If you use a videoconferencing service for remote depositions, does the platform use AI speech-to-text transcription?
Have you done your due diligence to make sure the service has adequate privacy safeguards? And have you prepped your client on the potential perils of being deposed remotely?
Those are some of the questions you should be asking if you use remote depositions in your practice.
“[V]ideoconferencing is here to stay,” writes attorney Nicole Black in this article for the ABA Journal. “We’ve all become accustomed to it, and in-person meetings can be time-consuming and aren’t always necessary. Similarly, virtual depositions for certain types of witnesses, such as costly experts, will undoubtedly continue, especially in cases where travel expenses are unduly burdensome. Why pay hundreds of dollars an hour for an expert to travel across the country for a two-hour deposition when it can be conducted remotely at a fraction of the cost?”
The use of virtual depositions soared during the pandemic. A related software product – AI-based court transcription tools – also grew in popularity.
Nicole Black is a self-styled legal technology evangelist and author of the ABA publication Cloud Computing for Lawyers. Below are some highlights from her ABA Journal article “Conduct Depositions Remotely With These Virtual Technologies.”
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Best Practices for Remote Depositions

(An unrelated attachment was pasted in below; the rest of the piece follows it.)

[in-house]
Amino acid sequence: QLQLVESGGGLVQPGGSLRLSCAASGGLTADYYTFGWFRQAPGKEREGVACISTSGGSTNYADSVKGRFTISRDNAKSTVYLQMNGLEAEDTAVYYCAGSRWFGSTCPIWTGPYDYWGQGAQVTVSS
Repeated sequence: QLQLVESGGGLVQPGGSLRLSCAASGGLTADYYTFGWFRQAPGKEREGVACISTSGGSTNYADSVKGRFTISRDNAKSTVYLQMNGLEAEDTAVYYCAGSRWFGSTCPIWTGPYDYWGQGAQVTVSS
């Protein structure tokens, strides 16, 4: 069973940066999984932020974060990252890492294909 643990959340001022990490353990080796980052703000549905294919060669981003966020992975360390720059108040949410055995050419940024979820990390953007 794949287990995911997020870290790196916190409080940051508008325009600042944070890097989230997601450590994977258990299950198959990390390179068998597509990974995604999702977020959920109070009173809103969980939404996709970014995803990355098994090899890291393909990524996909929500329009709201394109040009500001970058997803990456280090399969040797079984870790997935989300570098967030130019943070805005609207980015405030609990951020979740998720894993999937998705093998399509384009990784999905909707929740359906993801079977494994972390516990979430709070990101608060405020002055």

- Follow the ethics rules. The leading virtual deposition platforms are all cloud-based, meaning the data is housed on a server owned by a third party. “As a result, your ethical obligations will require you to vet the technology provider hosting and storing your data thoroughly,” writes Black. “This duty includes ensuring you understand how that company will handle the data; where the servers on which the data will be stored are located; who will have access to the data; and how and when it will be backed up—among other things.
- Readback Active Reporting is a remote deposition service that uses AI-based speech-to-text transcription instead of court reporters. “As the deposition occurs, the software converts speech to text while a team of transcriptionists simultaneously ‘clean up’ the transcript in real time,” writes Black. “Another individual, referred to as the Guardian of the Record, is also present and is responsible for facilitating the deposition process, the readback of prior testimony and the certification of the deposition transcript. Rough text from depositions is available within a minute of the testimony, rough transcripts are available within an hour of the deposition, and certified transcripts are available within one day. Pricing can be found here.”
- Prevail Legal is a similar service. Per Black: “Using Prevail’s virtual deposition software, you can upload exhibits before the deposition and during the testimony. A Session Manager is present during the process to provide guidance and answer any questions. Following the session’s conclusion, a human review of the draft transcript occurs before it is certified in its final form. Collaboration tools are also included in their platform to enable communication between a firm’s team members and clients during the deposition. Prevail uses flat-fee pricing, and the specifics are not available on the website.”
- Another type of service uses a traditional court reporter. “Typically, these virtual deposition services offer firms access to an online platform for hosting virtual depositions and a ‘concierge’ who assists with the management of the remote deposition. The services provide a court reporter, and some offer attorneys the option to use their preferred court reporter.” Leading providers include: Veritext Virtual, RemoteLegal, LegalView by Lexitas, DepoDirect, vTestify, and Steno. Pricing varies for each platform.
Source: Conduct depositions remotely with these virtual technologies (abajournal.com)
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